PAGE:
BOOKS REMAINING: 5
CURRENT BOOK: Our Bodies, Ourselves by the Boston Women’s Book Collective
I really have been trying to do well this week. Not so much regarding what I ate. I was conscious of it at least. But I still mostly ate junk. (Yesterday when two of the girls at work invited me to join them and get pizza for lunch, was not my fault. Until they asked me to go with them, I was going to get a burger and fries for myself. Which I got today.) But I have been good about exercising except for Wednesday when my husband and I had a last-minute appointment to bring our paperwork to our tax preparer. I even took a walk in the neighborhood yesterday after following up with my eye doctor for a pressure test and dilation exam that he had been wanting to do, and everything checked out fine and it was not as much of a nuisance as I had expected.
Not to mention it is less than a month until my husband and I leave for Chicago-before-Ireland. He is an engineer and since engineers are like that he is in the process of mapping out where all our hotels in Ireland are and where all the attractions are and figuring out what we will do each day. We still have not received our packet from the tour company with all of our vouchers but I’m sure it will feel even more real once we do.
Anyway, back to the books. I am so glad that I only have five books left and that except for The Second Sex (which sucks) they are short. I did not like Our Bodies, Ourselves much more than The Second Sex because there is just too MUCH of it. Yes, it is a vitally and crucially important subject. And it was written in an approachable way. However, all of the sidebars made it difficult to read through. I disagree that they should have omitted anything about mental health because, despite their statement that information can be found elsewhere, I don’t believe there are as many resources (and I’m not talking self-help books), and also I think it is very different for women than men as far as dealing with feelings and trauma and etc. so I think mental deserved at least a chapter when the book was 800 pages already. Much of women’s health centers around reproductive health and pregnancy and childbirth, which do not apply to me because of my medical condition which involves nonfunctioning ovaries. My medical condition (which ONLY affects women) was only briefly mentioned in a sidebar, and I felt it was out of context because it was within a discussion of premature menopause. “Premature menopause” seems to me to be an inaccurate way to describe a condition wherein the menstrual cycle never even starts, much less pauses prematurely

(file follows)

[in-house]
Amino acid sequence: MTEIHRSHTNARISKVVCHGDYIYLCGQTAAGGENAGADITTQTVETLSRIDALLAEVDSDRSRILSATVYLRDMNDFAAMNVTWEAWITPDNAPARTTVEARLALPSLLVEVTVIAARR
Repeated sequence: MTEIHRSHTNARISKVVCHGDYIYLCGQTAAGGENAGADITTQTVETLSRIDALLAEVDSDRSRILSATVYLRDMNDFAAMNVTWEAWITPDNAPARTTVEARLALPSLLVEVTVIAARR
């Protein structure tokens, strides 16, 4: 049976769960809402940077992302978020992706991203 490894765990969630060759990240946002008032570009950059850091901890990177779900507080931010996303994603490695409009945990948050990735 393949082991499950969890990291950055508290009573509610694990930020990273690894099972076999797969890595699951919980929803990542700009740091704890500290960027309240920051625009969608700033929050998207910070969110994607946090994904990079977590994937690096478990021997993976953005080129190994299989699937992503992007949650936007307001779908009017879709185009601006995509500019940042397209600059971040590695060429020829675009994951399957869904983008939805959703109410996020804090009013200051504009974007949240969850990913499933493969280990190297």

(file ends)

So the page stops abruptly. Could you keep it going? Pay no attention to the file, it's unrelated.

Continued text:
Our Bodies, Ourselves takes a very liberal approach to women’s health and goes so far as to suggest that women should no be pressured to have their labor induced or to undergo a C-section and should wait it out longer than doctors and hospitals generally allow, it is not that difficult to breastfeed, and that women need access to undergo abortions if they choose and that terminating a pregnancy is essentially not a big deal. One of the most interesting parts of the book addressed gender identity and sexual orientation, and in a very open way. The authors expressed support for the Affordable Care Act and a single-payer healthcare system. While I am somewhat liberal, I am not quite as liberal as the authors. I am sure if any one country had found a foolproof method to health care reform that solved all problems, every country would be doing it — but there just isn’t anything out there that doesn’t have its pros and cons.
I agree that women need to be knowledgeable about their bodies and their health. We need to be able to act as informed consumers of healthcare. But I’m not sure it should have taken 800 pages — with sidebars — to accomplish this.
In any case, it’s Friday. And I’m not dealing with any more 800-page monstrosities on a Friday. I’m going to the gym.